Great post by Jesse Lyn Stoner, Seapoint Center for Collaborative Leadership, on the distinction between collaboration, coordination, and cooperation.

Often the words collaboration, coordination, and cooperation are used to describe effective teamwork. But they are not the same, and when we use these words interchangeably, we dilute their meaning and diminish the potential for creating powerful, collaborative workplaces.

She shares the following definitions:

Collaboration is working together to create something new in support of a shared vision. The key points are that is is not an individual effort, something new is created, and that the glue is the shared vision.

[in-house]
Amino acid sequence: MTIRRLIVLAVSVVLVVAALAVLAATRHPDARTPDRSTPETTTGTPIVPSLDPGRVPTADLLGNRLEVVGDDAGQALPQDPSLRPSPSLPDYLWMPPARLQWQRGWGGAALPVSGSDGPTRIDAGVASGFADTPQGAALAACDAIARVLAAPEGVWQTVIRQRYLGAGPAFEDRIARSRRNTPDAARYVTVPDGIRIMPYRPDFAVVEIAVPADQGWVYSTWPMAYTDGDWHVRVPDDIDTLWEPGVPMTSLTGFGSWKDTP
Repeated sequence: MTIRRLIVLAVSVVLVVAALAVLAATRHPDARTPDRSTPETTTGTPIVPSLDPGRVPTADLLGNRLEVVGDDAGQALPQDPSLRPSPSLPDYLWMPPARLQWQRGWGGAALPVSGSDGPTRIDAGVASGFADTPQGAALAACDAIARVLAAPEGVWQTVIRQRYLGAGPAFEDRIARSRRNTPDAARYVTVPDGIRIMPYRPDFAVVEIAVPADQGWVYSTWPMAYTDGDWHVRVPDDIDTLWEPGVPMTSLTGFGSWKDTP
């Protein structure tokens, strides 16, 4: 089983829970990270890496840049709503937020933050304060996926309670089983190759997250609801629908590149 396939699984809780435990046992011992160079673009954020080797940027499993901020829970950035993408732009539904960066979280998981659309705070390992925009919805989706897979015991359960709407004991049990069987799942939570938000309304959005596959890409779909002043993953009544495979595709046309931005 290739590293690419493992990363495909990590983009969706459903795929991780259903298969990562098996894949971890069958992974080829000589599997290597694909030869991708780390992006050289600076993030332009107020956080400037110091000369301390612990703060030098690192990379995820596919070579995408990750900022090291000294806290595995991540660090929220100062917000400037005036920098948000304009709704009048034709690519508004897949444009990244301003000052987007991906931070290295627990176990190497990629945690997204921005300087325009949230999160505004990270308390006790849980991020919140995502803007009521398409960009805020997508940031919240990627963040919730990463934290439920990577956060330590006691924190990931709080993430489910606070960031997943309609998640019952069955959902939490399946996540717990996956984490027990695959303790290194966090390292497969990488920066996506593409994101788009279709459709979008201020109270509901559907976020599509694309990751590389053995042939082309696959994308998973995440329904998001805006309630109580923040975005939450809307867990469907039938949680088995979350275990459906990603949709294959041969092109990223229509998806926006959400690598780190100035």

Coordination is sharing information and resources so that each party can accomplish their part in support of a mutual objective. It is about teamwork in implementation. Not creating something new.

Cooperation is important in networks where individuals exchange relevant information and resources in support of each other’s goals, rather than a shared goal. Something new may be achieved as a result, but it arises from the individual, not from a collective team effort.

I appreciate that clarification — and also her note on when collaboration is important:

 … in an interdependent organization, collaboration is the bedrock of creative solutions and innovation.

Reference kudos to: Stephen Downes

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